South Korea experienced a transition from authoritarianism to democracy in the late 1980s. Throughout the 1980s, hundreds of university students in South Korea went to factories and shantytowns to organize the working class and the urban poor. While politicizing almost all issues extant in South Korean society, they mobilized thousands of students into formidable street demonstrations that eventually forced the Chun administration (1980-1987) to carry out sweeping political reforms. The book explains the emergence of the radical student movement and the subsequent political transformation in South Korea in the last two decades. It pays particular attention to the various organizing methods, the patterns of changing ideologies, and political tactics of the student movement. With extensive interview materials taken from former student activists, the book provides insightful insiders’ knowledge of what had happened in the student movement. By situating the South Korean student movement in its broad socio-historical contexts, it investigates the interplay of structural forces and agency to explain the political transformation of South Korea between 1980 and 2000.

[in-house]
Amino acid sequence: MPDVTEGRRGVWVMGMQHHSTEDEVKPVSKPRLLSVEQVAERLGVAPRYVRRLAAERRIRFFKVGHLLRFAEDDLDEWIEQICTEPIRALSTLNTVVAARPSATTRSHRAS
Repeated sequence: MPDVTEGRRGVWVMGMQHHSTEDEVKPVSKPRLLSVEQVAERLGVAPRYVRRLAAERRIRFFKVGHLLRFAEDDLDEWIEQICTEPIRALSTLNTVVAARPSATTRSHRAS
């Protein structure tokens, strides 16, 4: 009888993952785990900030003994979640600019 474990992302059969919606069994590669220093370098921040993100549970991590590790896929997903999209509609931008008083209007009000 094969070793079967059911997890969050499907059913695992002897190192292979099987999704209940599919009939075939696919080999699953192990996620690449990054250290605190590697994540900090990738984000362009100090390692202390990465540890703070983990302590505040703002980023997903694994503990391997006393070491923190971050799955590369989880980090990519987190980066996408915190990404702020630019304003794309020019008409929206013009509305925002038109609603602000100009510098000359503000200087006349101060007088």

Oxford, Bern, Berlin, Bruxelles, Frankfurt am Main, New York, Wien, 2008. 291 pp.
Contents: Theory, Concepts and Methods: Issues in the Analysis of Social Movements – Capital, Class, and the State: A Brief
History of South Korea (1945-1980) – Framing and Social Contexts: Ideas in the South Korean Student Movements in the 1980s
– The Repertoires of Contention in the Student Movement – Political Transformation, 1987-1991 – State-Civil Society Relations,
Political Economy, and Geo-politics in the 1990s – The Left in the 1990s: The Quest for a New Movement Ideology – Theoretical
Implications for Social Movement Studies.